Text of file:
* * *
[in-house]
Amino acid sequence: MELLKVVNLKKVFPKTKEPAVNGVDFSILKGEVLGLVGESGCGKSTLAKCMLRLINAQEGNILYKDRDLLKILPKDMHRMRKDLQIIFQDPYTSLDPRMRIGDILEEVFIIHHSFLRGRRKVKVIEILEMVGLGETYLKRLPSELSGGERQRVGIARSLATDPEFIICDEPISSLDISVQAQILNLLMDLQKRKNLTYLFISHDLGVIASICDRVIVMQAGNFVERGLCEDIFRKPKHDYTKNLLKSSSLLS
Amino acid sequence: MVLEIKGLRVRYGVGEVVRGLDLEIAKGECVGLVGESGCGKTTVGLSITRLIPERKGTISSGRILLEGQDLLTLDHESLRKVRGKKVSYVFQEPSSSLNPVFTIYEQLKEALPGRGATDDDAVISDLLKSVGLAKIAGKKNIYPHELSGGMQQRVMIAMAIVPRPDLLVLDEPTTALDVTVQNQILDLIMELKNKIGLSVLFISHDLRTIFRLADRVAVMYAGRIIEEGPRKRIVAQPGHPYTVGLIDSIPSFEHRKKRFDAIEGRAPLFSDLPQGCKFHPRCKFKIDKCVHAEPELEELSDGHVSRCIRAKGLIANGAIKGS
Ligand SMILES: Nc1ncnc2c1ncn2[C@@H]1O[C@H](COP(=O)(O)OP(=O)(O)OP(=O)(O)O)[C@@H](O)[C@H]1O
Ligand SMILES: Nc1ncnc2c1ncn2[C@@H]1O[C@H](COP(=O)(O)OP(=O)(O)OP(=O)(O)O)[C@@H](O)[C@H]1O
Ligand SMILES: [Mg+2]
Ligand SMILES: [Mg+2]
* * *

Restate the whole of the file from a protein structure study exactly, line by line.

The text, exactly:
[in-house]
Amino acid sequence: MELLKVVNLKKVFPKTKEPAVNGVDFSILKGEVLGLVGESGCGKSTLAKCMLRLINAQEGNILYKDRDLLKILPKDMHRMRKDLQIIFQDPYTSLDPRMRIGDILEEVFIIHHSFLRGRRKVKVIEILEMVGLGETYLKRLPSELSGGERQRVGIARSLATDPEFIICDEPISSLDISVQAQILNLLMDLQKRKNLTYLFISHDLGVIASICDRVIVMQAGNFVERGLCEDIFRKPKHDYTKNLLKSSSLLS
Amino acid sequence: MVLEIKGLRVRYGVGEVVRGLDLEIAKGECVGLVGESGCGKTTVGLSITRLIPERKGTISSGRILLEGQDLLTLDHESLRKVRGKKVSYVFQEPSSSLNPVFTIYEQLKEALPGRGATDDDAVISDLLKSVGLAKIAGKKNIYPHELSGGMQQRVMIAMAIVPRPDLLVLDEPTTALDVTVQNQILDLIMELKNKIGLSVLFISHDLRTIFRLADRVAVMYAGRIIEEGPRKRIVAQPGHPYTVGLIDSIPSFEHRKKRFDAIEGRAPLFSDLPQGCKFHPRCKFKIDKCVHAEPELEELSDGHVSRCIRAKGLIANGAIKGS
Ligand SMILES: Nc1ncnc2c1ncn2[C@@H]1O[C@H](COP(=O)(O)OP(=O)(O)OP(=O)(O)O)[C@@H](O)[C@H]1O
Ligand SMILES: Nc1ncnc2c1ncn2[C@@H]1O[C@H](COP(=O)(O)OP(=O)(O)OP(=O)(O)O)[C@@H](O)[C@H]1O
Ligand SMILES: [Mg+2]
Ligand SMILES: [Mg+2]